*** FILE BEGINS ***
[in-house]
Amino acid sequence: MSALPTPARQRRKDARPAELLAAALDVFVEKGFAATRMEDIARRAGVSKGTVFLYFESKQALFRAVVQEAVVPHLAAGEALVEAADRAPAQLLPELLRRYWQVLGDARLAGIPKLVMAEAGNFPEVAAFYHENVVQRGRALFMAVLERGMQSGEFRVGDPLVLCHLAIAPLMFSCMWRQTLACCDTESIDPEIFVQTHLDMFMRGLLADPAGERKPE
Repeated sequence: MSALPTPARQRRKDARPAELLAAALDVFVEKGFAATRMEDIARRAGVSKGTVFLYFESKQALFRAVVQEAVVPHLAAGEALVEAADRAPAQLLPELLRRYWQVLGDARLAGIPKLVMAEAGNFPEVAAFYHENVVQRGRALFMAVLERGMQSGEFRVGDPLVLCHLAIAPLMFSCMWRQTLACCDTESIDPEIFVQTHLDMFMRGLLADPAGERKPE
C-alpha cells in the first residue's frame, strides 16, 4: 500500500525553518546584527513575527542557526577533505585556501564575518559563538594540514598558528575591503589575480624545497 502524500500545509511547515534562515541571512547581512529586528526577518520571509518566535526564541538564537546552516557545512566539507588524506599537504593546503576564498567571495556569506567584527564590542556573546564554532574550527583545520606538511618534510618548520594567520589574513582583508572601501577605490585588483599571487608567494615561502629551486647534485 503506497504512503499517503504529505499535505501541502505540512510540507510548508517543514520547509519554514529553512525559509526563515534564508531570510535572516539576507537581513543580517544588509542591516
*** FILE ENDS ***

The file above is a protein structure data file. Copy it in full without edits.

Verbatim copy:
[in-house]
Amino acid sequence: MSALPTPARQRRKDARPAELLAAALDVFVEKGFAATRMEDIARRAGVSKGTVFLYFESKQALFRAVVQEAVVPHLAAGEALVEAADRAPAQLLPELLRRYWQVLGDARLAGIPKLVMAEAGNFPEVAAFYHENVVQRGRALFMAVLERGMQSGEFRVGDPLVLCHLAIAPLMFSCMWRQTLACCDTESIDPEIFVQTHLDMFMRGLLADPAGERKPE
Repeated sequence: MSALPTPARQRRKDARPAELLAAALDVFVEKGFAATRMEDIARRAGVSKGTVFLYFESKQALFRAVVQEAVVPHLAAGEALVEAADRAPAQLLPELLRRYWQVLGDARLAGIPKLVMAEAGNFPEVAAFYHENVVQRGRALFMAVLERGMQSGEFRVGDPLVLCHLAIAPLMFSCMWRQTLACCDTESIDPEIFVQTHLDMFMRGLLADPAGERKPE
C-alpha cells in the first residue's frame, strides 16, 4: 500500500525553518546584527513575527542557526577533505585556501564575518559563538594540514598558528575591503589575480624545497 502524500500545509511547515534562515541571512547581512529586528526577518520571509518566535526564541538564537546552516557545512566539507588524506599537504593546503576564498567571495556569506567584527564590542556573546564554532574550527583545520606538511618534510618548520594567520589574513582583508572601501577605490585588483599571487608567494615561502629551486647534485 503506497504512503499517503504529505499535505501541502505540512510540507510548508517543514520547509519554514529553512525559509526563515534564508531570510535572516539576507537581513543580517544588509542591516